• Use Visuals Wisely: Leverage the power of visuals to support your message. Incorporate impactful images, charts, and graphs that enhance understanding and engagement. Avoid overwhelming your slides with excessive text or cluttered visuals.
  • Speak Clearly and Slowly: Pay attention to your diction and pace of speech. Enunciate your words clearly and speak slowly and deliberately to ensure that every participant can follow along easily.
  • Engage with Eye Contact: Look directly into the camera to establish eye contact with your virtual audience. This creates a stronger connection and helps maintain engagement throughout your presentation.
  • Use Gestures and Body Language: Incorporate appropriate gestures and body language to enhance your presentation. It adds dynamism and visual interest, making your delivery more engaging and authentic.
  • Encourage Interaction: Foster audience engagement by inviting questions, encouraging comments, or conducting interactive activities. This promotes a two-way communication and keeps participants actively involved.
  • Time Management: Keep track of time and pace yourself accordingly. Avoid rushing through slides or going over time. Practice beforehand to ensure your presentation fits within the allocated timeframe.
  • Use Breaks Strategically: Incorporate short breaks throughout your presentation to give your audience a chance to process information, ask questions, or engage in discussions. This helps maintain energy and prevents Zoom fatigue.
  • Be Mindful of Your Background: Choose a clean and uncluttered background for your video. Consider using a virtual background or a well-organized physical setting that is visually appealing and free from distractions.
  • Technical Backup: Have a backup plan in case of technical issues. Keep a secondary device ready, ensure you have a stable internet connection, and have a contact person to help troubleshoot any unforeseen problems.

By implementing these tips, you can maximize the impact of your PowerPoint presentation on Zoom. Remember to adapt to the virtual medium while maintaining your confidence, engaging your audience, and delivering a compelling presentation.

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How to Share a PowerPoint on Zoom

Share your screen, whether or not you're the presenter

how to make ppt presentation in zoom

  • University of Vermont, Emerson College

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What to Know

  • Anybody can share a PowerPoint on a Zoom call but may need permission from the call’s organizer.
  • To see notes, you’ll need a second screen to divide the view or have your notes on a separate device.

In this article, we’ll discuss how to share a PowerPoint, or any presentation, on Zoom. You can do this in a few clicks for more straightforward presentations, but for more complex presentations, you may want some more tools.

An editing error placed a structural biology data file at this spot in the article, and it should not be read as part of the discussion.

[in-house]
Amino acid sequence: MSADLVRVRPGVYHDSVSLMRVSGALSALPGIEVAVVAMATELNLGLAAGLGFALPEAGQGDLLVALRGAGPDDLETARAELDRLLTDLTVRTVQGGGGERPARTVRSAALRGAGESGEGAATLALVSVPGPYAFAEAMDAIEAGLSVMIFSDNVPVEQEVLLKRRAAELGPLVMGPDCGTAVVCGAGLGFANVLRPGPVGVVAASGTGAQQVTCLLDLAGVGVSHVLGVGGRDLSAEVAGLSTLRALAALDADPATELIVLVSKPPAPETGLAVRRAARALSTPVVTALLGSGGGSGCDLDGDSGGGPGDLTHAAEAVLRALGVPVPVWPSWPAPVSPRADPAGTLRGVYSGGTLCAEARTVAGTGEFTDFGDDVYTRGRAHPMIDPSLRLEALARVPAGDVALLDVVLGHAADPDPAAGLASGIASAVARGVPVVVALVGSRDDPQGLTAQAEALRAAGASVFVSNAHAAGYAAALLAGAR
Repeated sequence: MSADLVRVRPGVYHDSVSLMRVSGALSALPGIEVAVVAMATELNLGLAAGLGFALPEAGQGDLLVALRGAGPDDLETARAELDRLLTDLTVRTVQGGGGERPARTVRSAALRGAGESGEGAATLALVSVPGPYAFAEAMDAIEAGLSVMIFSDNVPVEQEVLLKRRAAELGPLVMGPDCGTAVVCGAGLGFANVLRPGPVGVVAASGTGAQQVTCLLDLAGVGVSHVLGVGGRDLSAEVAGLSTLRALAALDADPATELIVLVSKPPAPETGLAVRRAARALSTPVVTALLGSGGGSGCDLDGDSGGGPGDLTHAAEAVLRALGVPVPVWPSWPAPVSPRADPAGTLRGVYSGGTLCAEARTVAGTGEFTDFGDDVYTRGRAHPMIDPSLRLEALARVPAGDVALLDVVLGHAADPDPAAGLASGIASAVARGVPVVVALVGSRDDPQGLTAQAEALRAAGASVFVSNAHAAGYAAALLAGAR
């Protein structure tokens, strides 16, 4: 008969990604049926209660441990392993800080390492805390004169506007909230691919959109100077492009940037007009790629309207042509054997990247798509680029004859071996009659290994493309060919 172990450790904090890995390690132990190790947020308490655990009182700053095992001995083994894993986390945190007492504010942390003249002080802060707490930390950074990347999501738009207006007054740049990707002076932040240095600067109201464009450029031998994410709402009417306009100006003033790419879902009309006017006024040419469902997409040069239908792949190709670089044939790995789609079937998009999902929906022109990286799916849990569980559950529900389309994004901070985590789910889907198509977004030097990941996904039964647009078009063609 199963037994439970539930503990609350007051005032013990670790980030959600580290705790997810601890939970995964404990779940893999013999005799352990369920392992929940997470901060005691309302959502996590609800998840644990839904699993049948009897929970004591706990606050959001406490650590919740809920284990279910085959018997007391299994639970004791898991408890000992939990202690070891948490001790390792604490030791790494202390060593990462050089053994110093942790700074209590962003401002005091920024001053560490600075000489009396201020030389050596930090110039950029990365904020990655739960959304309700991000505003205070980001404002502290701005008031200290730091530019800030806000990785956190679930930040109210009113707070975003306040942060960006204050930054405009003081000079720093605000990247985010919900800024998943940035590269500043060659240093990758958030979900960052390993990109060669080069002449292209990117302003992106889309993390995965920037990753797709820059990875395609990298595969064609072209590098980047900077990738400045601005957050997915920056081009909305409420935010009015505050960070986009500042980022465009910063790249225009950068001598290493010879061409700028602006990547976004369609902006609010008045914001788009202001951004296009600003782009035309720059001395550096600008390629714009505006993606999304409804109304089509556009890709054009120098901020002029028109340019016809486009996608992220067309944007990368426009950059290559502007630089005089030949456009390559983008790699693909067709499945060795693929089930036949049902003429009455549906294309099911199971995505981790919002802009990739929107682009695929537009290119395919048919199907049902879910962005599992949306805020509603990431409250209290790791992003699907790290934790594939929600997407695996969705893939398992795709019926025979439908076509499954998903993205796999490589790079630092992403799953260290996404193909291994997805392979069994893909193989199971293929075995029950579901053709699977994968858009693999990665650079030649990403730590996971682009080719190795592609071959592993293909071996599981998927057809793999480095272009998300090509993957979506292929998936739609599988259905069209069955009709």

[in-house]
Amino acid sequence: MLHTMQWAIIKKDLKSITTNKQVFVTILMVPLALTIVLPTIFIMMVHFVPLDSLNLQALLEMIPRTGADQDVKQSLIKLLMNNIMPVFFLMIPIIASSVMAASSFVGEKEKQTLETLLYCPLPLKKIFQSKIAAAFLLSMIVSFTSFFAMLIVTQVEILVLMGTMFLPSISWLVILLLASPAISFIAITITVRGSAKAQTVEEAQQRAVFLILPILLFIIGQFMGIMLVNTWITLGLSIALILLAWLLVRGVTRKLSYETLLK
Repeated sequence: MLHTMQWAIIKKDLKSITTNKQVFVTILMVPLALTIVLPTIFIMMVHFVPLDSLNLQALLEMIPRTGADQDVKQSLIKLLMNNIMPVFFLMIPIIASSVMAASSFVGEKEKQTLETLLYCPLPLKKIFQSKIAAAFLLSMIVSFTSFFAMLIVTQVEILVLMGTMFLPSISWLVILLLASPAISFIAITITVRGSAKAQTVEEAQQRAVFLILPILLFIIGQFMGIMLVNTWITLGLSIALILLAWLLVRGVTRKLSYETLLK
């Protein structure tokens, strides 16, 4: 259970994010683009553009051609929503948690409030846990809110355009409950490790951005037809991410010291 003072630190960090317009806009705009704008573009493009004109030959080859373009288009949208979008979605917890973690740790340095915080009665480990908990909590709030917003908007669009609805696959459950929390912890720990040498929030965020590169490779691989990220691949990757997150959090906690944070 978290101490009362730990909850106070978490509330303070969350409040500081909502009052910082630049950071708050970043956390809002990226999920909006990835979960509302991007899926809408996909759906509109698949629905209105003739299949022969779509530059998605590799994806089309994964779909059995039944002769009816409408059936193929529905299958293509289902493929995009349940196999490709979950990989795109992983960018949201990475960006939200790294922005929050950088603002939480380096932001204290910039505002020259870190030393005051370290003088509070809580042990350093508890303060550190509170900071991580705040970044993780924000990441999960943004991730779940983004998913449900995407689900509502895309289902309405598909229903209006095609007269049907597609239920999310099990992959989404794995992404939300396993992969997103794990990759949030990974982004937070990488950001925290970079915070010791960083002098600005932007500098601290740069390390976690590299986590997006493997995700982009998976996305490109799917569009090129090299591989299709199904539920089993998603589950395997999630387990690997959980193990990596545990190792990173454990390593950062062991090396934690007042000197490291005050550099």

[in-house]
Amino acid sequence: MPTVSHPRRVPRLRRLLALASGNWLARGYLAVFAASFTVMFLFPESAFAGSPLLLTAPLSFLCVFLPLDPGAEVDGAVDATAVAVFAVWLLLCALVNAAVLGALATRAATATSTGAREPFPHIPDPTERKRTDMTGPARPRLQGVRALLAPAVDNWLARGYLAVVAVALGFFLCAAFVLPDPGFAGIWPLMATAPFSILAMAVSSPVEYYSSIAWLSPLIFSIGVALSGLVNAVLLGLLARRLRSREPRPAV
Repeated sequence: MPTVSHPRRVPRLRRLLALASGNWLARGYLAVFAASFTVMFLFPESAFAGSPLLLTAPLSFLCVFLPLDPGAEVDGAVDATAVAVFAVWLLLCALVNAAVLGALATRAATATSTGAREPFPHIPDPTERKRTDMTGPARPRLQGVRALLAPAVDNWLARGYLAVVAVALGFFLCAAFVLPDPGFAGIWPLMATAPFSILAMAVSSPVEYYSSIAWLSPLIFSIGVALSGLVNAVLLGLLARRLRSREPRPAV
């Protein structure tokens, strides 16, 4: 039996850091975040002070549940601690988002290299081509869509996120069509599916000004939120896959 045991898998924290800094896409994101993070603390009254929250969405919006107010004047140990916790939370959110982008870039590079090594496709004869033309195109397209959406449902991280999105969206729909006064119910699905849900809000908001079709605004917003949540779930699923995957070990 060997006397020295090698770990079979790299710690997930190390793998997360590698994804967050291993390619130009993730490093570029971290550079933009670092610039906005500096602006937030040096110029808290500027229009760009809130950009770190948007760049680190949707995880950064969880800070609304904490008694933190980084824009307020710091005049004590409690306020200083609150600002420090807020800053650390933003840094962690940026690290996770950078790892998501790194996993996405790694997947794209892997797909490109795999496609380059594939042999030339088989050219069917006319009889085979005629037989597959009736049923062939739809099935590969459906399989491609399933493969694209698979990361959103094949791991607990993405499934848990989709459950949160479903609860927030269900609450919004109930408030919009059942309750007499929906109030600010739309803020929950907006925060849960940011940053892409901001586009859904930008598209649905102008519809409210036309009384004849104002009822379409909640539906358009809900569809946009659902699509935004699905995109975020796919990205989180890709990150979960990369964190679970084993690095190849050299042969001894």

How Do You Share a PowerPoint in a Zoom Meeting?

For a presentation where you don’t need to see your notes, sharing a PowerPoint is a quick process.

Open your presentation, and close any windows you won't need. This will limit clutter and distractions.

Log into your Zoom call and when you’re ready to present, click Share Screen at the bottom. Choose your presentation from the menu.

When using a single screen, you should always pick the specific program you want to share. Doing this will protect your data and prevent pop-ups and other interruptions.

Go to the Slide Show tab in PowerPoint and click From Beginning . For the smoothest presentation, do this before anyone else joins the call, where possible.

Use the controls in the lower left-hand corner or keyboard controls to move through your presentation as usual.

 Be sure to click on the Presentation window if you’re going to use keyboard controls. PowerPoint won’t acknowledge inputs from the keyboard unless you’ve deliberately clicked on the window.

How Do You Share a PowerPoint With Zoom and Still See Notes?

The best way to see your notes is to use a second monitor and PowerPoint’s Presenter View tools. Then your notes and controls are on one screen, visible only to you, and your presentation is on the other.

Open your PowerPoint and go to Presenter View to see your notes . This mode opens two windows: The presentation and the control panel.

Drag the control panel to your primary screen and the presentation window to your second screen. You’ll be able to see and control your presentation while looking directly into your webcam if you’re using it, and you won’t have to hold your neck at an angle to use the controls.

Log into the Zoom call and click Share Screen at the bottom. Choose your presentation window.

If you’ll need to present other documents or materials in addition to your presentation, have them open and minimized on your screen and share your second monitor instead. Then you can quickly bring those materials up without disrupting your flow.

Tips for a Better Zoom Presentation

If you're not the call organizer, contact them and ask what permissions they've set up and whether you'll need permission to share your screen. 

For meetings with multiple people sharing the same presentation, book a call a day before and practice "handing off" control of the slides in Zoom. Alternately, the person sharing their screen should prepare to move to the next slide when cued. Everyone should also have an up-to-date copy of the presentation, so it can continue if somebody drops out of the meeting.